RV Electricity: Use 50-amp to 30-amp adapter in a pinch?


Dear Mike,
I read this on the RV forum I am a member of:

“I talked to support at Progressive Industries. His suggestion is to use the 50A outlet whenever possible. The thinking is that often the pedestals are corroded which causes high resistance and heat if drawing high loads. The 50A outlet has heavier wire, bigger contact area on blades, so in theory less heat. It’s worth a try – use the 50A outlet with your own adapter.”

I wondered what your thoughts are on this, Mike. The main topic was about a member’s 30A plugin on his cord melting due to a loose connection at the pedestal. —Karin S.

Dear Karin,
That’s actually a reasonable idea which I’ve discussed at a few of my seminars. If the 30-amp outlet on the pedestal is beat up, then far better to use a 50-amp to 30-amp dogbone adapter that matches your RV’s TT-30 cordset. It should be safe from overload since there’s a 30-amp master circuit breaker in your RV’s circuit panel.

While this is technically a code violation (sort-of/kind-of), I don’t think any electrical inspector would bat an eye at it. Just be sure to keep your own cordset and RV twist-lock connector (if you have one) clean and free of oxidation. I really like DeoxIT D5 from Caig Laboratories for this cleaning procedure to remove any oxidation, followed up with a spritz of silicon lubricant. 

Let’s play safe out there….


Mike Sokol is an electrical and professional sound expert with 40 years in the industry. Visit NoShockZone.org for more electrical safety tips. His excellent book RV Electrical Safety is available at Amazon.com. For more info on Mike’s qualifications as an electrical expert, click here.



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William Rhodes
2 years ago

How do you get electrical power cords to separate easily? When I have to use an adapter it can be extremely hard to pull them apart. I know I don’t want them loose, but, at least be able to separate them without many expletives.
Thank you.

Greg Walk
2 years ago

I recently lost my 30 amp plug to a pedestal, probably to arcing (black wire blade was discolored & rubber was melted around that blade & corresponding set of jaws on socket likewise had melting). Pedestal breaker never tripped & no error readings on Progressive hard-wired surge protector. No evidence of preexisting damage to socket, tested pedestal before plugging in, & switched breaker off both before & after testing/plugging in. Posted problem on interactive site & the dogbone suggestion was one response, along with some other derisive comments that it is just what happens when RV’ing. Another was keeping cord contacts clean. Looking at MG Electronics Contact Cleaner for latter. I plug in when home to keep batteries charged & occasional spare bedroom use. Currently using 30 amp 25 foot extension cord (trailer is 30 amps). Three Questions: Can I damage the pedestal by using the dogbone? Should I be using a 50 amp extension cord when I plug in at home? Can I spray contact cleaner into pedestal socket? Thanks!

Tommy B
2 years ago

I always use a 50 amp when available. Most of the time the 30 amp outlet is burning up. You are absolutely correct about campground owners never getting around to fixing outlets. And if a short would occur the breaker would trip in a heart beat. Something not to sorry about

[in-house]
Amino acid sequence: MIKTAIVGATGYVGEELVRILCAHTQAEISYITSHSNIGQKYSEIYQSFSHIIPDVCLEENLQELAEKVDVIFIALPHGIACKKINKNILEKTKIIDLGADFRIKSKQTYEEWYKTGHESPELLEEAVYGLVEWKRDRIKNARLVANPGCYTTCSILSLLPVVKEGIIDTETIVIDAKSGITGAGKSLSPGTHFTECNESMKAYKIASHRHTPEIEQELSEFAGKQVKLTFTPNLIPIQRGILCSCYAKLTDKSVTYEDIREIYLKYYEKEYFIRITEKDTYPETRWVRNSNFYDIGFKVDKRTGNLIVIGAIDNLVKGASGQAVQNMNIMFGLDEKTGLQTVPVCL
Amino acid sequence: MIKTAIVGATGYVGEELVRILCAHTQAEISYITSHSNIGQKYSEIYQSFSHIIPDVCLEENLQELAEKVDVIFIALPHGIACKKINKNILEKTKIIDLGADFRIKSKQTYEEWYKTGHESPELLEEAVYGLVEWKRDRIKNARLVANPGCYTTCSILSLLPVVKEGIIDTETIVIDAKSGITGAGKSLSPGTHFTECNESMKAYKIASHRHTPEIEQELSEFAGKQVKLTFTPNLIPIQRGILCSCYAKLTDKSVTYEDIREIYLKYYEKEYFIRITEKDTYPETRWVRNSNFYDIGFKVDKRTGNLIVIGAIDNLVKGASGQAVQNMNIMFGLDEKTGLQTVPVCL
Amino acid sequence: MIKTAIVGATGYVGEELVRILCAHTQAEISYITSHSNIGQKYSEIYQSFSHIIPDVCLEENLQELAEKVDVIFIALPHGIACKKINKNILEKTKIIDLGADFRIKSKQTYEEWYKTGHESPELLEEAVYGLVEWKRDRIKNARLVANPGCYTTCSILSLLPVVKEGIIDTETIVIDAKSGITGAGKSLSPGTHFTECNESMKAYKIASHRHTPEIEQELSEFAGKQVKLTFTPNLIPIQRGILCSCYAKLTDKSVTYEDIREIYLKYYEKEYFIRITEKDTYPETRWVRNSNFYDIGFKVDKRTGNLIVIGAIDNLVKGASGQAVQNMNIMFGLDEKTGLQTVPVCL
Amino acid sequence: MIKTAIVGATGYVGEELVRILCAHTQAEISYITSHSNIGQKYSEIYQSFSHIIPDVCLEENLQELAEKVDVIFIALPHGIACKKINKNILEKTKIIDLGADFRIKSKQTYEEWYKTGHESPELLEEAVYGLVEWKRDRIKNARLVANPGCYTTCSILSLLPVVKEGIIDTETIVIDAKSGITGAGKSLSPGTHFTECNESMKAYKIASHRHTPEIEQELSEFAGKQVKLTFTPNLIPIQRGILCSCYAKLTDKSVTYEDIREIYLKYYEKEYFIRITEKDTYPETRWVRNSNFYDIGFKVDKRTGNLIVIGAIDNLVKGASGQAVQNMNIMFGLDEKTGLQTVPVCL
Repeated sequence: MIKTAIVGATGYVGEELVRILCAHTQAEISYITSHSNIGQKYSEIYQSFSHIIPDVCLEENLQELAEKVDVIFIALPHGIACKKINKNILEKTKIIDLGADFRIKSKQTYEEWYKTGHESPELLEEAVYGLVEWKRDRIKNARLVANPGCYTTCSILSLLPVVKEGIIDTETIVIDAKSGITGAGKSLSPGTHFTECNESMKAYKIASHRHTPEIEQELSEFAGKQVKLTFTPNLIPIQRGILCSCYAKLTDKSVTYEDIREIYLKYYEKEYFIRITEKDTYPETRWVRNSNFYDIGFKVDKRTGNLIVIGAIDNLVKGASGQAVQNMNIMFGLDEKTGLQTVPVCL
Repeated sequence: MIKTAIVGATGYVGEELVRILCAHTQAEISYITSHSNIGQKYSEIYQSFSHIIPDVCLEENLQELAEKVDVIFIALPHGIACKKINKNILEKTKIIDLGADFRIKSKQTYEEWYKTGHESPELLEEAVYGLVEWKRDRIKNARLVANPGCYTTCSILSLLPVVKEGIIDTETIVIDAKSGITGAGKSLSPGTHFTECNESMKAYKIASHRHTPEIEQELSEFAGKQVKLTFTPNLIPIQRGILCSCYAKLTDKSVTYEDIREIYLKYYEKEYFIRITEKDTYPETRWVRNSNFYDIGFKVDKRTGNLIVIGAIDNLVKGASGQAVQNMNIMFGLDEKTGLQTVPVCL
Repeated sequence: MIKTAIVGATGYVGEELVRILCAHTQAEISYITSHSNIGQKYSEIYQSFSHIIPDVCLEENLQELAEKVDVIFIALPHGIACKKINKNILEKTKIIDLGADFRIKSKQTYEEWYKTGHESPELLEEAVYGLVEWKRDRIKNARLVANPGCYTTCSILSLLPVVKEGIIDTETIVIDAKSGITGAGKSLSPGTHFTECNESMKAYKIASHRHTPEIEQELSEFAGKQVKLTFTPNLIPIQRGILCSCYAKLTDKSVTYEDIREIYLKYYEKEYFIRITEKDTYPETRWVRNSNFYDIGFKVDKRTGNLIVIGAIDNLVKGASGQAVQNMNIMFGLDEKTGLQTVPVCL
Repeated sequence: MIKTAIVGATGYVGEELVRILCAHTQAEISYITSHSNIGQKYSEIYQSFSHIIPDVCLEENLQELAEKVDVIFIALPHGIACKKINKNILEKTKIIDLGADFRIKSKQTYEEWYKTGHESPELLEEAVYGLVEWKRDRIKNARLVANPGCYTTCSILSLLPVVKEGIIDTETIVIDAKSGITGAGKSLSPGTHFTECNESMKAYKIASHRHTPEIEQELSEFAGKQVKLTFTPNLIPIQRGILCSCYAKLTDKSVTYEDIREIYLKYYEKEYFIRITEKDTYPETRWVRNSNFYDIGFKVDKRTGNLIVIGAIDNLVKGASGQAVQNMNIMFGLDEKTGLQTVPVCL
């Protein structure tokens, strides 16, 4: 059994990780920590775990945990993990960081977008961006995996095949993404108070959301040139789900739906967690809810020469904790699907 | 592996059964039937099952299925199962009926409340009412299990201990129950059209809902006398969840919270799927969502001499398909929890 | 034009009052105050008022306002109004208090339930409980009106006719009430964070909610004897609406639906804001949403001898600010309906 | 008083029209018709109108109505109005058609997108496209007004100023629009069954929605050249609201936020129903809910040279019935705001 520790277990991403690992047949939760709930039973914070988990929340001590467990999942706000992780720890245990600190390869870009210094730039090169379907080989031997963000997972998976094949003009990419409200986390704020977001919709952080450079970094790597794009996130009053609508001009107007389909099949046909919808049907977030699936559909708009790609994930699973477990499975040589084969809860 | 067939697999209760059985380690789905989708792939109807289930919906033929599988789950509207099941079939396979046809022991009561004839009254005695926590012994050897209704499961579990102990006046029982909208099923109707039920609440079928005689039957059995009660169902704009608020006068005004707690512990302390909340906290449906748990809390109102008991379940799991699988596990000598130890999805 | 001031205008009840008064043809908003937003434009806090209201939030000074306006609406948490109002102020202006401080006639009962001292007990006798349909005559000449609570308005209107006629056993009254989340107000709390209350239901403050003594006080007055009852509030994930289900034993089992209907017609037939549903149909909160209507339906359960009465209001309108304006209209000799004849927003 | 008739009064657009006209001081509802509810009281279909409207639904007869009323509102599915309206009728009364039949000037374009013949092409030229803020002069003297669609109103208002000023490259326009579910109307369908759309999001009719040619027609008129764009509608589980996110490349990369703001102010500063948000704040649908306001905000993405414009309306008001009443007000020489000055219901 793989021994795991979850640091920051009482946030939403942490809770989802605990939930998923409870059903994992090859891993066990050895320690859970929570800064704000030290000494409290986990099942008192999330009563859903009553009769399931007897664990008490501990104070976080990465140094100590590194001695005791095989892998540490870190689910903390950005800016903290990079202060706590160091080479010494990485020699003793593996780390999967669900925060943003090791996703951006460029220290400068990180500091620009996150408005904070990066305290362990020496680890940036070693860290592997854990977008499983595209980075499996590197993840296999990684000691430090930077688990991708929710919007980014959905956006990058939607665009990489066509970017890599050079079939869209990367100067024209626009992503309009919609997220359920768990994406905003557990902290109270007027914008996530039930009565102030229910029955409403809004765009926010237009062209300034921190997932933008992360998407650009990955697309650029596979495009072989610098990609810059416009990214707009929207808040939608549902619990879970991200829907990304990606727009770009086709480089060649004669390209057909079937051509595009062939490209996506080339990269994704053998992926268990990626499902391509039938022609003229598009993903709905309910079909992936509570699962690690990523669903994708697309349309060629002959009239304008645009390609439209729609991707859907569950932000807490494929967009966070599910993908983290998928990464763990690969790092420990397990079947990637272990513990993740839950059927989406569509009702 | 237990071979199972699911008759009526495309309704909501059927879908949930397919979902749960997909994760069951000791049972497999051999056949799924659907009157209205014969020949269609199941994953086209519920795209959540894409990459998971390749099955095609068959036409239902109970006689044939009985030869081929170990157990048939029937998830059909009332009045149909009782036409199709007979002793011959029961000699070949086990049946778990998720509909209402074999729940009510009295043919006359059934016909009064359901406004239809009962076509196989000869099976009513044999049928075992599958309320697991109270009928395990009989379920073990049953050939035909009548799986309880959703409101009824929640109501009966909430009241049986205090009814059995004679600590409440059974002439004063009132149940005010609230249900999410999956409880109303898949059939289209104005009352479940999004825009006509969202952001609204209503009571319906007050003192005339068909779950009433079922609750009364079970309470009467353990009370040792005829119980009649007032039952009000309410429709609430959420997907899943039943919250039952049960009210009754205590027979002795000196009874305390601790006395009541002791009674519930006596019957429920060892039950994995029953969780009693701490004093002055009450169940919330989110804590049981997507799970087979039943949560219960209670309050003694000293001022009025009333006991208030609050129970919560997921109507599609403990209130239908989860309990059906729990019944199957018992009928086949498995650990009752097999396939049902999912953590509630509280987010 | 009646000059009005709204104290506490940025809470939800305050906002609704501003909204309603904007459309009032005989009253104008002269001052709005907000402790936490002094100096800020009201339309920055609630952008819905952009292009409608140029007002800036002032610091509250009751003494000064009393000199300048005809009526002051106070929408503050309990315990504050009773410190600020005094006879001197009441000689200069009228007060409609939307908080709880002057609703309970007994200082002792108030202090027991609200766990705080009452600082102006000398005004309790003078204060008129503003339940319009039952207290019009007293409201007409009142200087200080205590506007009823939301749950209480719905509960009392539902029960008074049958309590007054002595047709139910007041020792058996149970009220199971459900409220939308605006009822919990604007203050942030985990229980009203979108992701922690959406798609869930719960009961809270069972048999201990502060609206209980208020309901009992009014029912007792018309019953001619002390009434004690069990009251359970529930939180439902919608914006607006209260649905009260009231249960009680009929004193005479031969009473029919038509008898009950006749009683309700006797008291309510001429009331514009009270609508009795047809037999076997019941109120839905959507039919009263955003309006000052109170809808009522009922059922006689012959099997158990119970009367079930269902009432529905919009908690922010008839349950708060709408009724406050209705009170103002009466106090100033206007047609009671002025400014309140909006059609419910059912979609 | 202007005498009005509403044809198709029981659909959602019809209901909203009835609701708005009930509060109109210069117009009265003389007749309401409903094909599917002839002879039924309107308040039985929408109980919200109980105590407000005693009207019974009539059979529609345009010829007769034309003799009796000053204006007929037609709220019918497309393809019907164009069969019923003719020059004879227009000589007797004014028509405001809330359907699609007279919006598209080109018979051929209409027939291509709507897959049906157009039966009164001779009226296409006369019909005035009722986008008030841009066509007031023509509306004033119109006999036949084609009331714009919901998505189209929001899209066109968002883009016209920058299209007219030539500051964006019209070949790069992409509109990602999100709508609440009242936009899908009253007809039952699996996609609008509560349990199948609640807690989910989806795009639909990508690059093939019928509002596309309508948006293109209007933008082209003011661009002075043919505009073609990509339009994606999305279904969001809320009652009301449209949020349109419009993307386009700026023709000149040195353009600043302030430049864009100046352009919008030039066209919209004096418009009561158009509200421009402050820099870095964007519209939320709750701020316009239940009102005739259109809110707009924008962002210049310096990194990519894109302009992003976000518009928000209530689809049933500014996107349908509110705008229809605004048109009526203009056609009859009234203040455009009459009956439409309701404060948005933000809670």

Phil Smith
2 years ago

Mike – Regarding your recommended use of DeOxit (just ordered some) – are you saying to spray the DeOxit into the receptacle, or on the blades of the plug?

Tim Burke
2 years ago
Reply to  Mike Sokol

If you are going to spray it into the receptacle, make sure that the breaker is off.

Larry mcgaugh
2 years ago

Mike I respect most everything you say but my recommendation is don’t tempt fate. I agree with what you’re saying about people using undersized extension cords on wall sockets that are fed with 15 and 20 amp breakers and that’s what causes fires. That being said it doesn’t make it right.
The most important thing here is understand what your load is and make sure you are not overloading the wires no matter what size of breaker is on the other end. The breaker is not a gate keeper, it’s a safety device that is to protect you if you have an overload or a short.

Phil Smith
2 years ago
Reply to  Larry mcgaugh

You should respect everything Mike has to say, whether you agree with him or not! He knows his stuff! 🙂

2 years ago

I would never use a 50 amp breaker to feed a 30 amp 30 system. Because the 30 main in your RV only protects you from the inside breaker out of the breaker box. It does NOT protect all of your lead in wires from the pedestal into the RV through the walls and underbelly as the feeder wires travel to the inside breaker panel in the RV.
If you have a loose wire or a short you could start a fire before the 50 amp breaker you are feeding your 30 amp feeder wires with ever trip.
NEVER use a breaker at a higher rating than the wire it feeds.

Phil Smith
2 years ago

Your circuit panel in your home uses a 200A breaker to feed a 15A breaker, so there is not a lot of difference. Even if the 15A breaker has a loose connection to the buss, you still can only draw 15A through the 15A-rated wire.

2 years ago

I have a 50amp coach and a 50 amp surge protector. Most of the time the protector stays in the coach attached to the 50 cord, then a dogbone to 30amp cord which is plugged in the pedestal.
Is my protector doing it’s job with this connection?

John Connaughton
2 years ago

Interesting thoughts. If the 50A does have thicker wires feeding it, would it be smart to do this most of the time? I have a Class C with a 30 Amp system.